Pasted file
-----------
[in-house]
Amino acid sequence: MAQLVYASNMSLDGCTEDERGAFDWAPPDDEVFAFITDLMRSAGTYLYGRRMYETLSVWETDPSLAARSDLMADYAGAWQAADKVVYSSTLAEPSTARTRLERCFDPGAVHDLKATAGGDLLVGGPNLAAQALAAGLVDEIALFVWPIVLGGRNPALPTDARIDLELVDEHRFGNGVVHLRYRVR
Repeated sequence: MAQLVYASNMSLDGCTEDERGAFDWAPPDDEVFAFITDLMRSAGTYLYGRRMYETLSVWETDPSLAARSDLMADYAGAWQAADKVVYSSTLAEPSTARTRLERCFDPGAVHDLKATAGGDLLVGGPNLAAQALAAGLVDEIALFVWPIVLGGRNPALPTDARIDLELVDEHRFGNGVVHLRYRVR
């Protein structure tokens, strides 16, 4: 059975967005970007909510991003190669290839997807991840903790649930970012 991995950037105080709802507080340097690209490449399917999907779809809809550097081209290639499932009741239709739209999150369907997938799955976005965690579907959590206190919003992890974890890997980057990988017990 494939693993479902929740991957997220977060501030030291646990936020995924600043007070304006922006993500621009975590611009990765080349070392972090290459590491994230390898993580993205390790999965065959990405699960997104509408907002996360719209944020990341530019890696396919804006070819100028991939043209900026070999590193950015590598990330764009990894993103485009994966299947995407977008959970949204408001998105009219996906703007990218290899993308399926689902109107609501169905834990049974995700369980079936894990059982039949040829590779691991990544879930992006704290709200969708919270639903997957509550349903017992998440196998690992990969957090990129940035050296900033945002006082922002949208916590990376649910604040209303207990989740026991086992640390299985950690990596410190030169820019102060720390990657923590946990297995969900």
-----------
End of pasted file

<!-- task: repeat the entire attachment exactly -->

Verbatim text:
[in-house]
Amino acid sequence: MAQLVYASNMSLDGCTEDERGAFDWAPPDDEVFAFITDLMRSAGTYLYGRRMYETLSVWETDPSLAARSDLMADYAGAWQAADKVVYSSTLAEPSTARTRLERCFDPGAVHDLKATAGGDLLVGGPNLAAQALAAGLVDEIALFVWPIVLGGRNPALPTDARIDLELVDEHRFGNGVVHLRYRVR
Repeated sequence: MAQLVYASNMSLDGCTEDERGAFDWAPPDDEVFAFITDLMRSAGTYLYGRRMYETLSVWETDPSLAARSDLMADYAGAWQAADKVVYSSTLAEPSTARTRLERCFDPGAVHDLKATAGGDLLVGGPNLAAQALAAGLVDEIALFVWPIVLGGRNPALPTDARIDLELVDEHRFGNGVVHLRYRVR
């Protein structure tokens, strides 16, 4: 059975967005970007909510991003190669290839997807991840903790649930970012 991995950037105080709802507080340097690209490449399917999907779809809809550097081209290639499932009741239709739209999150369907997938799955976005965690579907959590206190919003992890974890890997980057990988017990 494939693993479902929740991957997220977060501030030291646990936020995924600043007070304006922006993500621009975590611009990765080349070392972090290459590491994230390898993580993205390790999965065959990405699960997104509408907002996360719209944020990341530019890696396919804006070819100028991939043209900026070999590193950015590598990330764009990894993103485009994966299947995407977008959970949204408001998105009219996906703007990218290899993308399926689902109107609501169905834990049974995700369980079936894990059982039949040829590779691991990544879930992006704290709200969708919270639903997957509550349903017992998440196998690992990969957090990129940035050296900033945002006082922002949208916590990376649910604040209303207990989740026991086992640390299985950690990596410190030169820019102060720390990657923590946990297995969900």